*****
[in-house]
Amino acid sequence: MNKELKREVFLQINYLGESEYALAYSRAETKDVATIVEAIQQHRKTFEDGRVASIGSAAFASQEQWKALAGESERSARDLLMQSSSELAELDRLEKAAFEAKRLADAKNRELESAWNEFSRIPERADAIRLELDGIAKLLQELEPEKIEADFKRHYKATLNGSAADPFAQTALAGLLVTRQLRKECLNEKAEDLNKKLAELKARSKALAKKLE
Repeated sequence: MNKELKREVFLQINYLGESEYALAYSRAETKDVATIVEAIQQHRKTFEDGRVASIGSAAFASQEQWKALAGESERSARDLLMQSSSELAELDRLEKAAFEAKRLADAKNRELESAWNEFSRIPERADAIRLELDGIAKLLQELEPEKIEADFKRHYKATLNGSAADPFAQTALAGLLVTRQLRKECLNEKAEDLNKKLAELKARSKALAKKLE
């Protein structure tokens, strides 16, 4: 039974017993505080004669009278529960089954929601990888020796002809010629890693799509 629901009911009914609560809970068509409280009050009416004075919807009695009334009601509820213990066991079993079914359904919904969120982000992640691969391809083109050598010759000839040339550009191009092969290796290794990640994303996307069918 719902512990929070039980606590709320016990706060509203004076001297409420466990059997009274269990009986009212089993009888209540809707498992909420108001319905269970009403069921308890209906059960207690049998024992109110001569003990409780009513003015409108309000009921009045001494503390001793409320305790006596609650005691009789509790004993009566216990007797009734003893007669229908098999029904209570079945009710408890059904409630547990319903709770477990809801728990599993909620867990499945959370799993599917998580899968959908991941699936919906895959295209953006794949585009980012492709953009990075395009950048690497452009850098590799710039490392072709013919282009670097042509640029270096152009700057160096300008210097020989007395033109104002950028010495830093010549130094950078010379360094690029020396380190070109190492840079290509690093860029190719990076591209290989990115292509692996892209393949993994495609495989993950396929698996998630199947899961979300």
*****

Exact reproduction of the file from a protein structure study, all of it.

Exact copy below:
[in-house]
Amino acid sequence: MNKELKREVFLQINYLGESEYALAYSRAETKDVATIVEAIQQHRKTFEDGRVASIGSAAFASQEQWKALAGESERSARDLLMQSSSELAELDRLEKAAFEAKRLADAKNRELESAWNEFSRIPERADAIRLELDGIAKLLQELEPEKIEADFKRHYKATLNGSAADPFAQTALAGLLVTRQLRKECLNEKAEDLNKKLAELKARSKALAKKLE
Repeated sequence: MNKELKREVFLQINYLGESEYALAYSRAETKDVATIVEAIQQHRKTFEDGRVASIGSAAFASQEQWKALAGESERSARDLLMQSSSELAELDRLEKAAFEAKRLADAKNRELESAWNEFSRIPERADAIRLELDGIAKLLQELEPEKIEADFKRHYKATLNGSAADPFAQTALAGLLVTRQLRKECLNEKAEDLNKKLAELKARSKALAKKLE
């Protein structure tokens, strides 16, 4: 039974017993505080004669009278529960089954929601990888020796002809010629890693799509 629901009911009914609560809970068509409280009050009416004075919807009695009334009601509820213990066991079993079914359904919904969120982000992640691969391809083109050598010759000839040339550009191009092969290796290794990640994303996307069918 719902512990929070039980606590709320016990706060509203004076001297409420466990059997009274269990009986009212089993009888209540809707498992909420108001319905269970009403069921308890209906059960207690049998024992109110001569003990409780009513003015409108309000009921009045001494503390001793409320305790006596609650005691009789509790004993009566216990007797009734003893007669229908098999029904209570079945009710408890059904409630547990319903709770477990809801728990599993909620867990499945959370799993599917998580899968959908991941699936919906895959295209953006794949585009980012492709953009990075395009950048690497452009850098590799710039490392072709013919282009670097042509640029270096152009700057160096300008210097020989007395033109104002950028010495830093010549130094950078010379360094690029020396380190070109190492840079290509690093860029190719990076591209290989990115292509692996892209393949993994495609495989993950396929698996998630199947899961979300």